The New York Times recently ran a nice article about how Google–in its usual highly-analytic, data-driven way–measured the results of different management behaviors amongst its own workforce. The recommendations that emerged from this research will be familiar to readers of this blog.
I wish these were practiced as often as I preach them!
Google’s Project Oxygen
Eight Good Behaviors
Be a good coach
Provide specific, constructive feedback, balancing the negative and the positive.
Have regular one-to-ones, presenting solutions to the problems tailored to your employees’ specific strengths.
Empower your team and don’t micromanage
Balance giving freedom to your employees, while being available for advice.
Make stretch assignments to help the team members tackle big problems.
Express interest in team members’ success and personal well-being
Get to know your employees as people, with lives outside of work.
Make new members of your team feel welcome and help ease their transition.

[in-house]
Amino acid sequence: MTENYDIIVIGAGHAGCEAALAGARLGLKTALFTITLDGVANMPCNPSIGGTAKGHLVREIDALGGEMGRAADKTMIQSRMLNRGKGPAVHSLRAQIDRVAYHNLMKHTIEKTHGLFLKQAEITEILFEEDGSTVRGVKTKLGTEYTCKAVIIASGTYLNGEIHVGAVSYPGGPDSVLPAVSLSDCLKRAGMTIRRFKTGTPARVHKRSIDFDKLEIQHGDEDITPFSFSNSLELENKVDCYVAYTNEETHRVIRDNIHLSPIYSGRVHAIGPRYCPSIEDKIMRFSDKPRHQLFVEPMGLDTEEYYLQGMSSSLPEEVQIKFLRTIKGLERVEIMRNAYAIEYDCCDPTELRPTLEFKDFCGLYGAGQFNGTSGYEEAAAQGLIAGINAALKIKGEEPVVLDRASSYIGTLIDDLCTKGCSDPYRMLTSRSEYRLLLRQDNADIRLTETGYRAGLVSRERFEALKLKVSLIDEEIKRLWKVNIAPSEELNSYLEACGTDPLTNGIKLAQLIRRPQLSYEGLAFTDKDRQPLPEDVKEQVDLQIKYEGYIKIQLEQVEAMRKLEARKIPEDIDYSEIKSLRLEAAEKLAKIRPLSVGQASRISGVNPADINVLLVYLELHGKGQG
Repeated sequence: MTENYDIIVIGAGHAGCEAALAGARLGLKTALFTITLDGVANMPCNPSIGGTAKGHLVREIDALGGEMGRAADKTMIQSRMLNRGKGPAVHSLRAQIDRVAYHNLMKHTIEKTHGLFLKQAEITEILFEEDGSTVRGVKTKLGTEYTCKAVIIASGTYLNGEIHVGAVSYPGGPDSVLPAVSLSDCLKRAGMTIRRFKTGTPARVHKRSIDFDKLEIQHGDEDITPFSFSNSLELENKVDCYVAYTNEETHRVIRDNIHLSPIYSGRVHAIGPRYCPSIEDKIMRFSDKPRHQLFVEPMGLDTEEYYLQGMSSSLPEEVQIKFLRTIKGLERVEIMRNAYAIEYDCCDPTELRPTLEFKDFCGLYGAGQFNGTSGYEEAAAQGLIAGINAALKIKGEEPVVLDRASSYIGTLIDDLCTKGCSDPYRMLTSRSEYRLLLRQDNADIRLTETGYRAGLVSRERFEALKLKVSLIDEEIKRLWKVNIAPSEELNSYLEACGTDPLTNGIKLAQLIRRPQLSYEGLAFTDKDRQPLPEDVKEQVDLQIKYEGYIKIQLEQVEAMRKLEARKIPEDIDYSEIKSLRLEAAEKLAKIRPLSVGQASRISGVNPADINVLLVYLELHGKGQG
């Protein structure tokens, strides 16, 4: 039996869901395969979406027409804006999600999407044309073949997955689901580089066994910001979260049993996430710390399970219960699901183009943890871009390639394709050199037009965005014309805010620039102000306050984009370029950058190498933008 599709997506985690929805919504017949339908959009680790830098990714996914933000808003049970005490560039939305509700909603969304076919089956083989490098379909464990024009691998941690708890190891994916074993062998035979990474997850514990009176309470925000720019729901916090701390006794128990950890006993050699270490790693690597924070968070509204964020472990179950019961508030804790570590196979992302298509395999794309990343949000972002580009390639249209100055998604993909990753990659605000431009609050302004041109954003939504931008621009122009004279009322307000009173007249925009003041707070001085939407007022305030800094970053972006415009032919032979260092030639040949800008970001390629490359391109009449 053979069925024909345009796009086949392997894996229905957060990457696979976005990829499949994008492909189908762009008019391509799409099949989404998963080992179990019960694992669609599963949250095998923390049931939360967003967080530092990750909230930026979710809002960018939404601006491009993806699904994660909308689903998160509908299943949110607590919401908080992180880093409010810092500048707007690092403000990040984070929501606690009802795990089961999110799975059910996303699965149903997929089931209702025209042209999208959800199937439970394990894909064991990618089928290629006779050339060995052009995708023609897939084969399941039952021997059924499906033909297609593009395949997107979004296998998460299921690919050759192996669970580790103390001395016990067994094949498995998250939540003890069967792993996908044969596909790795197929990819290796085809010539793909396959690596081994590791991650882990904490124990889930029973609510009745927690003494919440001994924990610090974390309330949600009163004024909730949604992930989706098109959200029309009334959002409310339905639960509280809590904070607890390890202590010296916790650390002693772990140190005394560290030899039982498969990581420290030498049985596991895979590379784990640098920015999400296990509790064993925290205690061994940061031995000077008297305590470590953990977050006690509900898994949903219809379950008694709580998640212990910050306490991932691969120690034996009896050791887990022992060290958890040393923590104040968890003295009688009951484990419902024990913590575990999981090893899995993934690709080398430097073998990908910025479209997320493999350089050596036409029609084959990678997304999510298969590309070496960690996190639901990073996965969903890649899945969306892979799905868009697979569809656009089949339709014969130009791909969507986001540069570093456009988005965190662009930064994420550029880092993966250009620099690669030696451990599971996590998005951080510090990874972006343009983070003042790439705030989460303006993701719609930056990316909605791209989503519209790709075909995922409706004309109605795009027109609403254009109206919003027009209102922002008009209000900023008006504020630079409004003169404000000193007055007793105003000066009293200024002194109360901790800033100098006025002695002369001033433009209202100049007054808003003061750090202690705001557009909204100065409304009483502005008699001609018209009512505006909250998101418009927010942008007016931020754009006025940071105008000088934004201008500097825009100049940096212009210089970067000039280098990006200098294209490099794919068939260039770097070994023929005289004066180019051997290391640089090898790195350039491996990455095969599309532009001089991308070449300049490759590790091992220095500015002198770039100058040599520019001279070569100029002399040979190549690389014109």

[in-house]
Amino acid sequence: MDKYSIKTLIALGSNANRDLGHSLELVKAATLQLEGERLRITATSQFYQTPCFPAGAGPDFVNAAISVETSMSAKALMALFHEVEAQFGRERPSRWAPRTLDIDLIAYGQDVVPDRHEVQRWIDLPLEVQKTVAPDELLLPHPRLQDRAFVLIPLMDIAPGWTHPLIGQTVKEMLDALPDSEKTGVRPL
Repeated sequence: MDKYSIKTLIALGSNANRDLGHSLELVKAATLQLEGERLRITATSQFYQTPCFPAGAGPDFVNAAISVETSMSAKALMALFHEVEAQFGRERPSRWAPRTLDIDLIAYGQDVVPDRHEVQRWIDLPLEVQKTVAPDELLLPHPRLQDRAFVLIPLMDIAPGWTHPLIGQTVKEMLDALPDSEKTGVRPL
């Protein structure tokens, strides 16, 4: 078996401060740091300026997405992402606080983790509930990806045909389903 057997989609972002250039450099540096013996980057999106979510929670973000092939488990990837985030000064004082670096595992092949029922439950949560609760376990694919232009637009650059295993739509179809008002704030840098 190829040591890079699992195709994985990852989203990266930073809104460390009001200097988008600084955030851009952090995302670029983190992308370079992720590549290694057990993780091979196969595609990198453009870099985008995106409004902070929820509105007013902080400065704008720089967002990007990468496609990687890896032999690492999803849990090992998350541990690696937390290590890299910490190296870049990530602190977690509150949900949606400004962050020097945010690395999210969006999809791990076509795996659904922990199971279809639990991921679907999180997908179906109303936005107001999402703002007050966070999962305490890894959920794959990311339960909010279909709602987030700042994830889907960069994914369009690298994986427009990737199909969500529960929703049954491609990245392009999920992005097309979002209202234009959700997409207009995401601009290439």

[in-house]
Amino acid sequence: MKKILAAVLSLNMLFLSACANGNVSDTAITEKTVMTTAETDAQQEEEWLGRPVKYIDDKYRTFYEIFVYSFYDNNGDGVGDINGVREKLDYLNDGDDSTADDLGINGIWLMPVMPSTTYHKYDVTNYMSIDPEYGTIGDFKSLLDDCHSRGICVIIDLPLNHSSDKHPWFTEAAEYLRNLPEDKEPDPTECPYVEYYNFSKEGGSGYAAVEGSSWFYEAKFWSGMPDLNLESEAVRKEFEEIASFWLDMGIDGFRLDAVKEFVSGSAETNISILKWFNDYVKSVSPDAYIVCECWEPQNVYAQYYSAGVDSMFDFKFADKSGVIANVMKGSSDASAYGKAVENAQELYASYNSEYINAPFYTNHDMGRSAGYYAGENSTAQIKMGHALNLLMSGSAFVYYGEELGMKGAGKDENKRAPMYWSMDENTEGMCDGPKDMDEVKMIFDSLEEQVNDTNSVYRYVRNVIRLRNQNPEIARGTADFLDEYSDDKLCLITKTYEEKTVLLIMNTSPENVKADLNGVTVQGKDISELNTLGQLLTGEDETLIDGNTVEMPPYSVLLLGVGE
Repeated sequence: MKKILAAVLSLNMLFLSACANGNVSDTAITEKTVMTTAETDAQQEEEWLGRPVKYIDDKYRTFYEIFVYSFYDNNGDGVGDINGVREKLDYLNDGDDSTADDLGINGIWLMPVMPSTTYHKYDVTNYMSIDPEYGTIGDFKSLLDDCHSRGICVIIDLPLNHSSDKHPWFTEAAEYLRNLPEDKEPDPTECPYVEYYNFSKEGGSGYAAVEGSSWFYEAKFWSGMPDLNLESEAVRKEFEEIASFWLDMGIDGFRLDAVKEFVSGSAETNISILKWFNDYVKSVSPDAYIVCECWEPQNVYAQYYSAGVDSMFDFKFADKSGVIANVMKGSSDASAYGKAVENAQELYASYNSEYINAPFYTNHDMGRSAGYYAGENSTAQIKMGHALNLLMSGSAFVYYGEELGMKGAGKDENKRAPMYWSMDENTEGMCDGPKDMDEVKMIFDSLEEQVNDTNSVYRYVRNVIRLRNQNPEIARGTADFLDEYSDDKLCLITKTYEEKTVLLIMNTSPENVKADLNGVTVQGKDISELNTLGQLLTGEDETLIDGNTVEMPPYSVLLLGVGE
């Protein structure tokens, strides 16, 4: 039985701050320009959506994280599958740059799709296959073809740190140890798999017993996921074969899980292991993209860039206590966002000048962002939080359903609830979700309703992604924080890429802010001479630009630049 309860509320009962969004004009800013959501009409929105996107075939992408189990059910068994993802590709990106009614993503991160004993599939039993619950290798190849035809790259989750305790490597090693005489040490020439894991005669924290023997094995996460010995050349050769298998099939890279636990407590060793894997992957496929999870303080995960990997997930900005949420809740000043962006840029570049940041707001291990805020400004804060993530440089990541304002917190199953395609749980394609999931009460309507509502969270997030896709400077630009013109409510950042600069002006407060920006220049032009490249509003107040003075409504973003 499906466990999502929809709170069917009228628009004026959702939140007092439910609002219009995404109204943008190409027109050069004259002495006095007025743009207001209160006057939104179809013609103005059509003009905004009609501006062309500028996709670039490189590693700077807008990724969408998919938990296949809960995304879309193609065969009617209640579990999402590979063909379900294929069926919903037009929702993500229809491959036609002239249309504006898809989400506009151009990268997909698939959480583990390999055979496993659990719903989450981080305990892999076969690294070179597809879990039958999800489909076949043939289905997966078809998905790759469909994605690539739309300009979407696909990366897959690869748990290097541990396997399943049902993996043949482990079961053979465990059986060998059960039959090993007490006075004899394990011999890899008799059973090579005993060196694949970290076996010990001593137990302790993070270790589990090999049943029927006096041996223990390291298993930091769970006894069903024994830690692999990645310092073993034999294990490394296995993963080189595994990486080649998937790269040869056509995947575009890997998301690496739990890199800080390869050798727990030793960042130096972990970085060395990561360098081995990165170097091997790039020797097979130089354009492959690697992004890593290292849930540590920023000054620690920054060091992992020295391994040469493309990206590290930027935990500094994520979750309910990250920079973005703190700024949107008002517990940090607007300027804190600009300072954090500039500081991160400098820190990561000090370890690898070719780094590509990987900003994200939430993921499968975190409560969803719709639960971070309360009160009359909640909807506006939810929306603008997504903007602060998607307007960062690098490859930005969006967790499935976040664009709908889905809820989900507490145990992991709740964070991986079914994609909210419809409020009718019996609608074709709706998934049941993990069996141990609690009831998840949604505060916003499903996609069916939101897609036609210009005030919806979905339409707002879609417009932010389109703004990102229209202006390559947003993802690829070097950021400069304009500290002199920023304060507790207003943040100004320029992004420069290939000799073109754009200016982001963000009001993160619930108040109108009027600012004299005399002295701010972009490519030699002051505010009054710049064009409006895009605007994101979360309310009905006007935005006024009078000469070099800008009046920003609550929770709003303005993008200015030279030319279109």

Don’t be a sissy: be productive and results-oriented
Focus on what the employees want the team to achieve and how they can help achieve it.
Help the team prioritize work and use seniority to remove roadblocks.
Be a good communicator and listen to your team
Communication is two-way because you both listen and share information.
Hold all-hands meetings and be straightforward about the messages and goals of the team.
Help the team members to connect the dots.
Encourage open dialogue and listen to the issues and concerns of your employees.
Help your employees with career development.
Have a clear vision and strategy for the team
Even in the midst of turmoil, keep the team focused on goals and strategy.
Involve the team in setting and evolving the team’s vision and making progress toward it.
Have key technical skills so you can help advise the team
Roll up your sleeves and conduct work side by side with the team, when needed.
Understand the specific, especially the unique challenges of the work to be done.